In Tables 1 and 2, each value was calculated using calculation software attached to the separation waveform software, or using Microsoft Excel. Each value was calculated to third to ten decimal places. A value rounded off to one decimal place is listed in Tables 1 and 2.

INDUSTRIAL APPLICABILITY

Since the glass and the glass ceramic according to the invention exhibit excellent homogeneity, the glass and the glass ceramic may suitably be used for a lithium secondary battery and the like.

Although only some exemplary embodiments and/or examples of the invention have been described in detail above, those skilled in the art will readily appreciate that many modifications are possible in the exemplary embodiments and/or examples without materially departing from the novel teachings and advantages of the invention. Accordingly, all such modifications are intended to be included within the scope of the invention.

The documents cited in the specification are incorporated herein by reference in their entirety.

Claims

1-8. (canceled)

9: A method for producing a solid electrolyte, the method comprising:

stirring a slurry comprising lithium sulfide and phosphorus sulfide in a hydrocarbon solvent in a reaction vessel; and
circulating the slurry through a connecting pipe by a pump,
wherein the stirring and the circulating are carried out in an apparatus comprising the reaction vessel and the connecting pipe connected to the pump and the reaction vessel.

10: The method of claim 9, wherein a reaction temperature in the reaction vessel is 60 to 300° C.

11: The method of claim 9, wherein a reaction temperature in the reaction vessel is 80 to 200° C.

12: The method of claim 9, wherein the phosphorus sulfide is phosphorus pentasulfide (P2S5).

13: The method of claim 12, wherein a molar ratio of the lithium sulfide to the phosphorus pentasulfide is from 50:50 to 80:20.

14: The method of claim 12, wherein a molar ratio of the lithium sulfide to the phosphorus pentasulfide is from 60:40 to 75:25.

15: The method of claim 9, wherein the hydrocarbon solvent comprises at least one selected from the group consisting of a saturated hydrocarbon, an unsaturated hydrocarbon, and an aromatic hydrocarbon.

16: The method of claim 9, wherein the hydrocarbon solvent comprises an aromatic hydrocarbon.

17: The method of claim 9, wherein the hydrocarbon solvent comprises toluene, xylene, or both.

18: The method of claim 9, wherein a heat exchanger is provided to the connecting pipe.

19: The method of claim 18, further comprising:

cooling the slurry extracted from the reaction vessel by the heat exchanger.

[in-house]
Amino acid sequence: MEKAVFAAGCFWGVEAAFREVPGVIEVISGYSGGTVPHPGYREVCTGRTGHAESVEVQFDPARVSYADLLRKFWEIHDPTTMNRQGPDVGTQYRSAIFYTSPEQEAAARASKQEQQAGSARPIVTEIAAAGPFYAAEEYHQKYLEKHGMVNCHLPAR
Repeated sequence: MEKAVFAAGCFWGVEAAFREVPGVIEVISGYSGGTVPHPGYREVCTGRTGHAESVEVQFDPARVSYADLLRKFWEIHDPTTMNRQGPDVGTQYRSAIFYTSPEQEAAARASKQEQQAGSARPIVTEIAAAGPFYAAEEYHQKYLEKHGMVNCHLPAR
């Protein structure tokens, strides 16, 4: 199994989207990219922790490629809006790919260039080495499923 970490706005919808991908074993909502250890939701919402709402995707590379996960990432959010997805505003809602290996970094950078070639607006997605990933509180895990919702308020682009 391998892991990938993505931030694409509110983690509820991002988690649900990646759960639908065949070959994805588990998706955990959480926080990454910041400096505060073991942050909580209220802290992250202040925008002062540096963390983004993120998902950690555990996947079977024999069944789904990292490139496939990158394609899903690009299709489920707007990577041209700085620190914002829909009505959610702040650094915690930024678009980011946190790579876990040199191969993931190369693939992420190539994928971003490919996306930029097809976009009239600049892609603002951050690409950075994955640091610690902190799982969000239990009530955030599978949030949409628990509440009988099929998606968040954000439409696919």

20: The method of claim 9, wherein a grinder is provided to the connecting pipe, the grinder configured to grind the lithium sulfide and the phosphorus sulfide.

21: The method of claim 20, wherein the grinder is a rotary mill, a swing mill, a vibration mill, or a bead mill.

22: The method of claim 9, wherein a reaction time in the reaction vessel is 5 minutes to 50 hours.

23: The method of claim 9, wherein a reaction time in the reaction vessel is 10 minutes to 40 hours.

24: The method of claim 9, wherein a heat exchanger and a grinder are provided to the connecting pipe such that the heat exchanger is positioned between the reaction vessel and the grinder.

25: The method of claim 9, wherein the hydrocarbon solvent has a water content of 50 ppm by weight or less.

26: The method of claim 9, wherein the hydrocarbon solvent has a water content of 20 ppm by weight or less.

27: The method of claim 9, further comprising:

drying a reaction product obtained by the stirring and the circulating such that the hydrocarbon solvent is removed from the reaction product.

28: The method of claim 9, wherein when a Raman spectrum of the solid electrolyte is repeatedly measured and a peak at 330 to 450 cm−1 in each Raman spectrum is separated to waveforms of individual components, a standard deviation of a waveform area ratio of each component is less than 4.0.

Patent History
Publication number: 20210143473
Type: Application
Filed: Jan 21, 2021
Publication Date: May 13, 2021
Applicant: IDEMITSU KOSAN CO., LTD. (Tokyo)
Inventors: Ryo ABURATANI (Sodegaura-shi), Minoru SENGA (Sodegaura-shi), Tsuyoshi OTA (Sodegaura-shi), Masaru NAKAGAWA (Sodegaura-shi)
Application Number: 17/153,996
Classifications
International Classification: H01M 10/0562 (20060101); H01B 1/12 (20060101); H01M 10/052 (20060101); C03C 1/02 (20060101); C03C 3/32 (20060101); C03C 4/18 (20060101); C03C 10/00 (20060101); C03C 12/00 (20060101); C03B 19/12 (20060101); H01M 4/13 (20060101); H01M 4/62 (20060101);